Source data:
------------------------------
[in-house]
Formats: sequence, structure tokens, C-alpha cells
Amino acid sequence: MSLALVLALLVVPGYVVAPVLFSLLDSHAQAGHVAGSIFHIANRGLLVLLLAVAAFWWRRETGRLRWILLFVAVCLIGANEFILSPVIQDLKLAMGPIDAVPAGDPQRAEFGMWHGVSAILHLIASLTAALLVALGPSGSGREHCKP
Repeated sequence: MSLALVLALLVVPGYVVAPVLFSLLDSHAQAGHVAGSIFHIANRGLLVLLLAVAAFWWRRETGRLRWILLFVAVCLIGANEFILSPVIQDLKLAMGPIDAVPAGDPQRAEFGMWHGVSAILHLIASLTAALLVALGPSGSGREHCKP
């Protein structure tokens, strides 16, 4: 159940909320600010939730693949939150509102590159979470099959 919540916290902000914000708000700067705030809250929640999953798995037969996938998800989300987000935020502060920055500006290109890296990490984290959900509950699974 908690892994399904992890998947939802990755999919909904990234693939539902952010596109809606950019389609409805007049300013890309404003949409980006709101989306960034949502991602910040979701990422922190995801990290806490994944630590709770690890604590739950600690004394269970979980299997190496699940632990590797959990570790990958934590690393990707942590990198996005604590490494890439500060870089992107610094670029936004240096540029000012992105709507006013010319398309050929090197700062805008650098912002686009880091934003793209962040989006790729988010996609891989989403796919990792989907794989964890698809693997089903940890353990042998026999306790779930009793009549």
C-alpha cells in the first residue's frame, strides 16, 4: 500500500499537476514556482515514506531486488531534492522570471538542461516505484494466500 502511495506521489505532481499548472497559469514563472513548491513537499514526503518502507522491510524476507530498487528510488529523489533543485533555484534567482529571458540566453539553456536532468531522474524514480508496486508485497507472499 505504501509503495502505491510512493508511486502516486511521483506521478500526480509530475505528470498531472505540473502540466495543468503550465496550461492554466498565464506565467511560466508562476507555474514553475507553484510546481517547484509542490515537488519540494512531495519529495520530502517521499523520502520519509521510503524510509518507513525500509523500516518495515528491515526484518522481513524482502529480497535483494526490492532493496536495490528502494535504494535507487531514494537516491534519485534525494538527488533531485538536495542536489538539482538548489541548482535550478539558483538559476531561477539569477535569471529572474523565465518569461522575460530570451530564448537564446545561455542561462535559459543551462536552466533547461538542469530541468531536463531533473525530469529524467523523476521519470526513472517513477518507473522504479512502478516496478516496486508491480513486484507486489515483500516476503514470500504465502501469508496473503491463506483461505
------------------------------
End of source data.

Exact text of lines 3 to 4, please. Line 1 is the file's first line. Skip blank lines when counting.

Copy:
Amino acid sequence: MSLALVLALLVVPGYVVAPVLFSLLDSHAQAGHVAGSIFHIANRGLLVLLLAVAAFWWRRETGRLRWILLFVAVCLIGANEFILSPVIQDLKLAMGPIDAVPAGDPQRAEFGMWHGVSAILHLIASLTAALLVALGPSGSGREHCKP
Repeated sequence: MSLALVLALLVVPGYVVAPVLFSLLDSHAQAGHVAGSIFHIANRGLLVLLLAVAAFWWRRETGRLRWILLFVAVCLIGANEFILSPVIQDLKLAMGPIDAVPAGDPQRAEFGMWHGVSAILHLIASLTAALLVALGPSGSGREHCKP